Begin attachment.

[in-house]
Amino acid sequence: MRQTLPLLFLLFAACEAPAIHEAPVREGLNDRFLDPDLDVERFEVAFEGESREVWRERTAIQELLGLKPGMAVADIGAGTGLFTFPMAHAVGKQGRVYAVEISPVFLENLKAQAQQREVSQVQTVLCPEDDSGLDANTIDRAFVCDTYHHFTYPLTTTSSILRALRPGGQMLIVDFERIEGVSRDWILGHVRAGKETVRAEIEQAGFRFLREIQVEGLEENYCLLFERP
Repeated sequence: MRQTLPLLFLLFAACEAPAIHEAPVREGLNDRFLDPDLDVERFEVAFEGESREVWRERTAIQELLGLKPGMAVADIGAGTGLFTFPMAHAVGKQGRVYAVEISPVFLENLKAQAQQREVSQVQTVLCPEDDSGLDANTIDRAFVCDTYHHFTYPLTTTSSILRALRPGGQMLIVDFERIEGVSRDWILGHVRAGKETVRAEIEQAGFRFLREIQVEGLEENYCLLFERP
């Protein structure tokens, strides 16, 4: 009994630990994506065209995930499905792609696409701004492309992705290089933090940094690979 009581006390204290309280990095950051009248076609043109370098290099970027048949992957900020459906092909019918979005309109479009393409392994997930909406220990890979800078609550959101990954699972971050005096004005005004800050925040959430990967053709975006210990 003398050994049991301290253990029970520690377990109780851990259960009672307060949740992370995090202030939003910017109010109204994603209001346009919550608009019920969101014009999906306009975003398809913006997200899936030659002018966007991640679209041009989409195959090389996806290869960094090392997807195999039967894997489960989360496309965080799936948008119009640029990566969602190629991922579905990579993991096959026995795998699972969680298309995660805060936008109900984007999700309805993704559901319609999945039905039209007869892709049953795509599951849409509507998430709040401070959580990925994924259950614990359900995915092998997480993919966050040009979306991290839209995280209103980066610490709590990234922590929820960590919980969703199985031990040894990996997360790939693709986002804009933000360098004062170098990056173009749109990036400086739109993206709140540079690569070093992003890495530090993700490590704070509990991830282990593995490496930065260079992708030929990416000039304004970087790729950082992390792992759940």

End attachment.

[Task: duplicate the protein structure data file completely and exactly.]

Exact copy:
[in-house]
Amino acid sequence: MRQTLPLLFLLFAACEAPAIHEAPVREGLNDRFLDPDLDVERFEVAFEGESREVWRERTAIQELLGLKPGMAVADIGAGTGLFTFPMAHAVGKQGRVYAVEISPVFLENLKAQAQQREVSQVQTVLCPEDDSGLDANTIDRAFVCDTYHHFTYPLTTTSSILRALRPGGQMLIVDFERIEGVSRDWILGHVRAGKETVRAEIEQAGFRFLREIQVEGLEENYCLLFERP
Repeated sequence: MRQTLPLLFLLFAACEAPAIHEAPVREGLNDRFLDPDLDVERFEVAFEGESREVWRERTAIQELLGLKPGMAVADIGAGTGLFTFPMAHAVGKQGRVYAVEISPVFLENLKAQAQQREVSQVQTVLCPEDDSGLDANTIDRAFVCDTYHHFTYPLTTTSSILRALRPGGQMLIVDFERIEGVSRDWILGHVRAGKETVRAEIEQAGFRFLREIQVEGLEENYCLLFERP
């Protein structure tokens, strides 16, 4: 009994630990994506065209995930499905792609696409701004492309992705290089933090940094690979 009581006390204290309280990095950051009248076609043109370098290099970027048949992957900020459906092909019918979005309109479009393409392994997930909406220990890979800078609550959101990954699972971050005096004005005004800050925040959430990967053709975006210990 003398050994049991301290253990029970520690377990109780851990259960009672307060949740992370995090202030939003910017109010109204994603209001346009919550608009019920969101014009999906306009975003398809913006997200899936030659002018966007991640679209041009989409195959090389996806290869960094090392997807195999039967894997489960989360496309965080799936948008119009640029990566969602190629991922579905990579993991096959026995795998699972969680298309995660805060936008109900984007999700309805993704559901319609999945039905039209007869892709049953795509599951849409509507998430709040401070959580990925994924259950614990359900995915092998997480993919966050040009979306991290839209995280209103980066610490709590990234922590929820960590919980969703199985031990040894990996997360790939693709986002804009933000360098004062170098990056173009749109990036400086739109993206709140540079690569070093992003890495530090993700490590704070509990991830282990593995490496930065260079992708030929990416000039304004970087790729950082992390792992759940």